All you whale lovers will be jumping for joy at the content of my blog this week! Two whale related blogs? Yes sir! If you didn’t catch my monday blog, go check it out! It covers my take on the SeaWorld announcement on their end to captive breeding orca in their park!
However, this week’s Whale Wednesday focuses on an orca who is not in SeaWorld’s collection. He’s called Kshamenk (seriously, what is it with difficult to pronounce names… first Kyuquot… now this big guy, Sha-Menk) who currently resides in Mundo Marino, Argentina
Kshamenk began his life in captivity when he was 5 years old. Like many of the older captive whales, he was taken from the wild as a young calf to train to perform in a marine park setting, in this case, Mundo Marino.
However, the story of his capture depends on who you ask. According to Mundo Marino themselves, Kshamenk and his small pod were found to have stranded themselves in an inlet and could not get themselves back into the ocean. The marine park went out to “help” the pod and only Kshamenk survived the ordeal.
However, there have been reports of the park force stranding orca in the past by driving the animals into the inlet and netting them in, preventing them from escaping. This is reportedly how they captured the other orca that they had in their care at that time who would soon become Kshamenk’s tank mate, Belen.
What we do know for sure is that he was captured on the 19th of September 1992 at around 5 years of age.
His Captive Life
As mentioned above, Kshamenk shared a tank with a female orca named Belen. The two tank mates did eventually mate, but sadly the calf was stillborn. Following this sad occasion, Belen became pregnant a second time, but passed away herself in 2000 before delivering the calf.
Ever since Belen’s death, Kshamenk has resided as the only orca in Mundo Marino since. He shares his tank with dolphins and can often be seen performing with them (does this sound familiar? *cough Lolita/Tokitae cough*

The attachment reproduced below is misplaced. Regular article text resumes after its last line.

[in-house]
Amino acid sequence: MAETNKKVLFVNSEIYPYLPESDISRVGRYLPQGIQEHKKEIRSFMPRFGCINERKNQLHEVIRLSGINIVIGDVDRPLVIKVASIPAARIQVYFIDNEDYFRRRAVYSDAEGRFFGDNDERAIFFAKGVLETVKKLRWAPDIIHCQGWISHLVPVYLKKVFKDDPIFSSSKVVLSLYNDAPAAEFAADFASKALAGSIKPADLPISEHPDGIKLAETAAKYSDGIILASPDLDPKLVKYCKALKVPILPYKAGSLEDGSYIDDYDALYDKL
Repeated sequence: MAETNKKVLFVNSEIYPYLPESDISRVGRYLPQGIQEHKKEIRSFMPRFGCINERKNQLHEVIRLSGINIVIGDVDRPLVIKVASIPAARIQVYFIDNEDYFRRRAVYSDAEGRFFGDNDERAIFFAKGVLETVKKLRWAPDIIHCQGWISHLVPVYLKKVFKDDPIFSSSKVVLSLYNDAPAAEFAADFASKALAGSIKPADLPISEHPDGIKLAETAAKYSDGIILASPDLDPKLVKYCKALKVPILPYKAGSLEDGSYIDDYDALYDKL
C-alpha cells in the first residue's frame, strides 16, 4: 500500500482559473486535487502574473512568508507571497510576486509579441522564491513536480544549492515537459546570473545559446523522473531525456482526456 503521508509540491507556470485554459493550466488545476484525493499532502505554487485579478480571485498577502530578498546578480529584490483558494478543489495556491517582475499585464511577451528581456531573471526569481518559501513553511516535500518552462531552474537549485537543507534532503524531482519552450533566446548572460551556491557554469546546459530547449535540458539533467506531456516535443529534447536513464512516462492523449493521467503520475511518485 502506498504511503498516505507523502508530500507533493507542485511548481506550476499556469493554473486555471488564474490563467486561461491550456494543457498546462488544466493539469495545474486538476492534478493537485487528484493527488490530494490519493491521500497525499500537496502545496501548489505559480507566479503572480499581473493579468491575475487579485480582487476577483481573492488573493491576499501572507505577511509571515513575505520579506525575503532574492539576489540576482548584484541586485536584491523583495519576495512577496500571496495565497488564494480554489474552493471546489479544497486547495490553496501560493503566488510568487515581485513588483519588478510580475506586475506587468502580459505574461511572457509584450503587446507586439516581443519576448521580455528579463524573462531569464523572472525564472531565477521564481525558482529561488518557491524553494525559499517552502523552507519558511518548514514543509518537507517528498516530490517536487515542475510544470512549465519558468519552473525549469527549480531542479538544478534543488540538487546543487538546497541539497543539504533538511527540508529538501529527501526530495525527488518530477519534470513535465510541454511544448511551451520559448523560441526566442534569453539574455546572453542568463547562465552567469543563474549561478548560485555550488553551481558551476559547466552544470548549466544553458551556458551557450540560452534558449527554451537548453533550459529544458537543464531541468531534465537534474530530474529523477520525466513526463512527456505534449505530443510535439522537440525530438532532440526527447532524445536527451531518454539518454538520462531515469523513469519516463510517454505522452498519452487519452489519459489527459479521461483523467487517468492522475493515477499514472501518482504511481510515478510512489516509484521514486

Again – like Toki – he lives in a very small pool, and can often be seen lying upside down in a curved position in the even smaller holding pools at the back of the stage area. It has been said many times that because he is in this position a lot, he is “permanently curved” – that and he can’t actually jump properly in the main pool either.
He has also been known to swim 500 reps of his pool in an hour… not just occasionally, mind… every.single.hour.
Despite being the only orca at Mundo Marino and losing two calfs and Belen, Kshamenk is the father to two whales who are currently in SeaWorld’s collection. Firstly, San Diego matriarch Kasatka gave birth to Makani on February 14th, 2013, swiftly followed by her daughter Takara giving birth to his daughter Kamea on December 6th of the same year.
Both these calfs were concieved using artificial insemination, and will remain as some of the last whales in SeaWorld’s collection who were bred this way – yay!
Kshamenk is believed to be a transient orca, that is, in the wild he hunted and fed on other marine mamals rather than just fish. He is said to be one of the only transients ever held in captivity.
How To Identify Kshamenk
Aside from him being the only orca now residing at Mundo Marino, Kshamenk can be identified by his large dorsal fin which has collapsed to the right hand side of his body.
False eyepatch wise, he has a very long, round bottomed left patch, and a shorter, stubbier looking right patch.
He also has the best looking teeth of any orca in captivity – or at least that has been in captivity for this length of time. As far as I can tell, there hasn’t been much dental work done, and each tooth still seems to have retained its conical shape.
His tank is so small he can’t even jump properly.
He also has a slight stain on his bottom lip, right in the middle which looks like a lighter version of Takara’s “tea stain”.
Kshamenk weighs around 7,800 lbs and measures 19.5 feet in length.
Kshamenk doesn’t deserve to live as the only whale in his tank, but to change that, another whale must be brought in to endure the horrible captive conditions that he is currently facing – not something that anyone should want. I believe a sea pen would do him well, espeically being a transient orca who can flit between social groups in the wild.